Those familiar with this discussion know that much ink has been spilled on Peter Enns’s book Inspiration and Incarnation: Evangelicals and the Problem of the Old Testament. I won’t rehearse that here, but I did want to share one theologian’s assessment of Enns’s work in his new systematics text. I’m referring to Robert Letham‘s new Systematic Theology, released in November of 2019.
One note about Letham: His scholarly credentials are well-established. He is thoroughly versed in the Trinitarian debates of the Partistic era as well as steeped in the writings of the Reformation, Post-Reformation, and contemporary theologians. Prior to the publication of his systematic theology, his books on the doctrine of the Trinity and union with Christ (among numerous other articles and monographs) established him as a household name among professional theologians and students of theology. Conclusion? Letham has earned the right to speak into this controversy.
Letham’s remarks on Enns’s proposal centers on his incarnational analogy of Scripture. On page 29 of his Inspiration and Incarnation, Enns writes, “as Christ is both God and human, so is the Bible.” Then on the next page he asserts, “The human dimension of Scripture is, therefore, part of what makes Scripture Scripture.”
Here’s Letham’s rebuttal in full:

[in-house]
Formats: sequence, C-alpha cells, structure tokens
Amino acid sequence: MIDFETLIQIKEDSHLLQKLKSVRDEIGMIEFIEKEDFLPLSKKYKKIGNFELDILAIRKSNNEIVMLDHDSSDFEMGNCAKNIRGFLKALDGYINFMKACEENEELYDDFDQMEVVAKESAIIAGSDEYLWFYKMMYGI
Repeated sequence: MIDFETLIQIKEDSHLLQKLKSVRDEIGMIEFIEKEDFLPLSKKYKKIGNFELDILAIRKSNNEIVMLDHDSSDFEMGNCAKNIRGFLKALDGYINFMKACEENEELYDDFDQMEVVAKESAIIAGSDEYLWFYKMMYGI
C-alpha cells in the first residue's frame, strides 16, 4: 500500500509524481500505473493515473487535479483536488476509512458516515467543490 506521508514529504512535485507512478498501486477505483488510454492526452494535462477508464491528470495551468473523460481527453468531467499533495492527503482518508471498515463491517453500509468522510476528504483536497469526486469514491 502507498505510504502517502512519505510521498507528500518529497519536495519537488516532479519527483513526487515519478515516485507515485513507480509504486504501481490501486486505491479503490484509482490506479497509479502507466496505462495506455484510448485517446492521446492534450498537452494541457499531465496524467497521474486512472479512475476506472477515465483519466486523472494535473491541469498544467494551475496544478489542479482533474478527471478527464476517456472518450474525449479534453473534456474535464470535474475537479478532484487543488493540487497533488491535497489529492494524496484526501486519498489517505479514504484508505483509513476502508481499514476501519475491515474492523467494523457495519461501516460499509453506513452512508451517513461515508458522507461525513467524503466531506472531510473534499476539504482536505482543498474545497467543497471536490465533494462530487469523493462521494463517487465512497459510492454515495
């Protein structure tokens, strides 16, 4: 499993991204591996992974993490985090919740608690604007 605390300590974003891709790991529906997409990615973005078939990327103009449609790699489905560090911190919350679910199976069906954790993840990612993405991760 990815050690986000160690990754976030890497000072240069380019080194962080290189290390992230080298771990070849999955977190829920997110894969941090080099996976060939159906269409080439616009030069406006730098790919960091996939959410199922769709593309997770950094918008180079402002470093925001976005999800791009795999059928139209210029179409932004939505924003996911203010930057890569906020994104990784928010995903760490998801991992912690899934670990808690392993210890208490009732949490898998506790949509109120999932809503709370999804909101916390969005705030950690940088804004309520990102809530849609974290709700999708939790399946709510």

“Unfortunately, Enns is not aware of the church’s developed Christology. The dogma of enhypostasia does not enter the picture. He cites [The Definition of] Chalcedon but does not understand its context–something he insists should be done with the historical background of the Old Testament. [Paragraph break] The church came to the considered conclusion that the two natures of Christ were not equal entities that came together. When we ask who Jesus of Nazareth is, the church’s answer is that he is the eternal Son of God. Regarding the further question of what he consists of, the answer is that he took into indivisible and permanent personal union a human nature conceived by the Holy Spirit in the womb of the Virgin Mary. Christ is fully human, but it is the person of the Son who takes into union a human nature. Christ is not a composite; the incarnation is asymmetrical. The humanity of Christ is the humanity of the eternal Son of the Father. It has no independent existence. With the incarnational analogy applied to Scripture the movement is from the side of God. So Scripture is fully human, produced in particular historical contexts, but what makes it Scripture is its origination and outbreathing by the Spirit, constituting it canon for the church” (p. 217).